Wednesday, July 25, 2012
Monday, July 23, 2012
CNN reports that a report series in The Lancet notes that physical inactivity is just as deadly as smoking or obesity. (Obviously the latter and physical inactivity are also linked.) If inactivity rates drop by 10-20%, then anything between one half to 1.3 million lives can be saved annually worldwide. The authors consider such inactivity to be equivalent to a pandemic.
In the third article of the series, Gregory Heath of the University of Tennessee wrote that "Because even moderate physical activity such as walking and cycling can have substantial health benefits, understanding strategies that can increase these behaviors in different regions and cultures has become a public health priority," and that improvements in mass transit and the walking and cycling environment can produce real benefits. As has been previously mentioned, we have engineered much physical activity out of our lives, but we can reverse the trend. Support for improved cycling and walking infrastructure in our communities have the following beneficial effects.
- Improved health,
- Decreased cost - I had mentioned that a car cost $11-$22 per day
- Improved environment,
- Decreased congestion,
- Improved community, with people being more neighborly and social,
- and Decreased dependence on foreign oil.
Tuesday, July 17, 2012
• Economic benefits of increasing physical activity and improving walkability and the built environment
• How bicycling and walking has saved money in selected communities
• How much money is actually spent on bicycling and walking in comparison to other transportation modes
• A Q&A session via a chat function with webinar attendees.
Register here: https://saferoutespartnership.
National Partnership's 2011 Annual Report is Now AvailableWe are pleased to share the Safe Routes to School National Partnership’s 2011 Annual Report, showing how the National Partnership is creating safer streets and routes, improving communities and promoting physical activity for children and their families all across America. The Annual Report shows our work focused on four main strategies – federal advocacy, state and regional policy change, local technical assistance, and engaging families and sharing best practices – and how we are continuing to catalyze and lead the Safe Routes to School movement nationwide. + READ MORE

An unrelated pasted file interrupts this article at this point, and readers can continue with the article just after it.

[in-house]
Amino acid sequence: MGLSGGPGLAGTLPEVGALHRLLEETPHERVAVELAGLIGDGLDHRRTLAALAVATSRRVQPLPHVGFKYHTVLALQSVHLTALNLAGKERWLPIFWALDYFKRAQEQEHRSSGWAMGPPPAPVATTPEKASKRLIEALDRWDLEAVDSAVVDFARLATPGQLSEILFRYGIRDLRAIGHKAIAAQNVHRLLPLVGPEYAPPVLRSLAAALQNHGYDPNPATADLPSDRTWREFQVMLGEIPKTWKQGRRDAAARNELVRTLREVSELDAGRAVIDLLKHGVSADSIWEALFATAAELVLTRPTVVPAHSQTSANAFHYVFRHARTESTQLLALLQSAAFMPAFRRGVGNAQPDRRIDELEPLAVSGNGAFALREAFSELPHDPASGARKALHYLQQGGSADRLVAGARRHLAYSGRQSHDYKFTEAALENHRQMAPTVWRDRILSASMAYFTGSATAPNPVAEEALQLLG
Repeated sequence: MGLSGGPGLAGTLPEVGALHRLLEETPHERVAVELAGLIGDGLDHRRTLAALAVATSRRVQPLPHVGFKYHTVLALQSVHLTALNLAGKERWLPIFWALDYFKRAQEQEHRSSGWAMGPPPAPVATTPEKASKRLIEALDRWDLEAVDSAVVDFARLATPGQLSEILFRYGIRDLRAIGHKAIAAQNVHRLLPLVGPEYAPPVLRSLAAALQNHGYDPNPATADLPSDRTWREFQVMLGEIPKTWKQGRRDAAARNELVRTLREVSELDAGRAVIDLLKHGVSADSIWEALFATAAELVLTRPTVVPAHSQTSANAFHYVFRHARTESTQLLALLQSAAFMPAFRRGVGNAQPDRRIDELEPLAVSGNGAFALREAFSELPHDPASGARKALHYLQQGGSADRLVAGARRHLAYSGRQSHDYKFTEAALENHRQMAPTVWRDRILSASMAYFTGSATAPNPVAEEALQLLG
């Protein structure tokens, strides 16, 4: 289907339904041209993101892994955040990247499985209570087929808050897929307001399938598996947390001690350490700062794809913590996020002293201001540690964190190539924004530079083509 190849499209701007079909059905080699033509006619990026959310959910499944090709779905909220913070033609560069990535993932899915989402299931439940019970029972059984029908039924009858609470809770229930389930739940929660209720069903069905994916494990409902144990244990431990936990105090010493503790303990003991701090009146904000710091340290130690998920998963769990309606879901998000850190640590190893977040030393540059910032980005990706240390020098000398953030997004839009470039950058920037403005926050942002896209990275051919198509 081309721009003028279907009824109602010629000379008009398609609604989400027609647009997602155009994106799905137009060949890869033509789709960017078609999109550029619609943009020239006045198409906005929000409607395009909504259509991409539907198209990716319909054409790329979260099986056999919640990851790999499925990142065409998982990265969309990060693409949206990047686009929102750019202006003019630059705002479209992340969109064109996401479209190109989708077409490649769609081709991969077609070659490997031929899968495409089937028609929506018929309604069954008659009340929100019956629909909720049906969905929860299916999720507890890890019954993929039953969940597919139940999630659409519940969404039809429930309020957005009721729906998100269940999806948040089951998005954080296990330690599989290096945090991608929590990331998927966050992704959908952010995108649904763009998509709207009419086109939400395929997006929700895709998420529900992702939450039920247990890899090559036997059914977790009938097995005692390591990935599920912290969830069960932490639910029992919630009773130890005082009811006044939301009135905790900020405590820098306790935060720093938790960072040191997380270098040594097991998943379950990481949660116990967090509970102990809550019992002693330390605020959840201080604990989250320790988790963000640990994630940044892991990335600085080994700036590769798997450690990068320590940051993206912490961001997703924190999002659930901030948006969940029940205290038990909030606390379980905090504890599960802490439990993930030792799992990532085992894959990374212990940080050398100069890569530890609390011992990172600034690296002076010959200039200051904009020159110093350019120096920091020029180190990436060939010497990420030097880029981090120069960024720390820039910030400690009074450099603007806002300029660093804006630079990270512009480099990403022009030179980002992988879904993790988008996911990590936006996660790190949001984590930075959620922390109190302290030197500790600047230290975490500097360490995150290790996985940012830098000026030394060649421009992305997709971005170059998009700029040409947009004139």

Sunday, July 15, 2012
Nashville was featured in Smart Growth America's email as a city that has successfully redeveloped its Riverfront. The riverfront has now become "an asset for revitalization efforts" and is a place that people want to go to, rather than simply go by. The fact that Rick Bernhardt, a Nashville planning executive, remarked that "Not any one of the downtown attractions can succeed on its own, but the synergy from different elements, along with the locals and tourists creates something special" points to the importance of good planning. This development took decades, and has helped to revitalize downtown.
Out in Knoxville, a similar process has occurred and is ongoing with its own riverfront. I believe the same is occurring in Chattanooga, and perhaps Memphis and elsewhere as well. Note how although such growth does not automatically tie into bike/walk things, the development of urban landscapes inherently favors biking and walking.
Saturday, July 14, 2012
Friday, July 13, 2012
. . Even though personnel at TDOT have not received federal guidelines and may not see anything for many months, advocate leadership is setting up discussions with TDOT to be prepared for the most likely future of their current and longer range funded programs.
. . Got questions? Comment to this blog post and we'll do our best to get some answers.
Tuesday, July 10, 2012
Monday, July 9, 2012
Her email address is firstname.lastname@example.org
Sunday, July 8, 2012
Monday, July 2, 2012
Reuters is reporting that generation Y (people aged 16-34) is driving less than previous generations. There was a 23% drop in vehicle-miles travelled in the last decade, (10,300 down to 7,900 vehicle-miles) with people flocking to mass transit and bicycles. More than a quarter (26%) of them lack a driver's license, up 5% from that a decade ago.
David Jacobs of The Tombras Group here in Knoxville points out several possible reasons for the trend. Factors include the high cost of cars, the lack of the "cool" factor, environmental concerns, as well as improvements in electronic communication with cell phones and the like. This shift away from an auto-centric system by the young would have drastic implications on the design and maintenance of our roads in the coming decades.
Sunday, July 1, 2012
We are deeply concerned that bicycling and walking programs suffer large and disproportionate cuts in funding in the new bill. Programs that save lives and dollars are eliminated.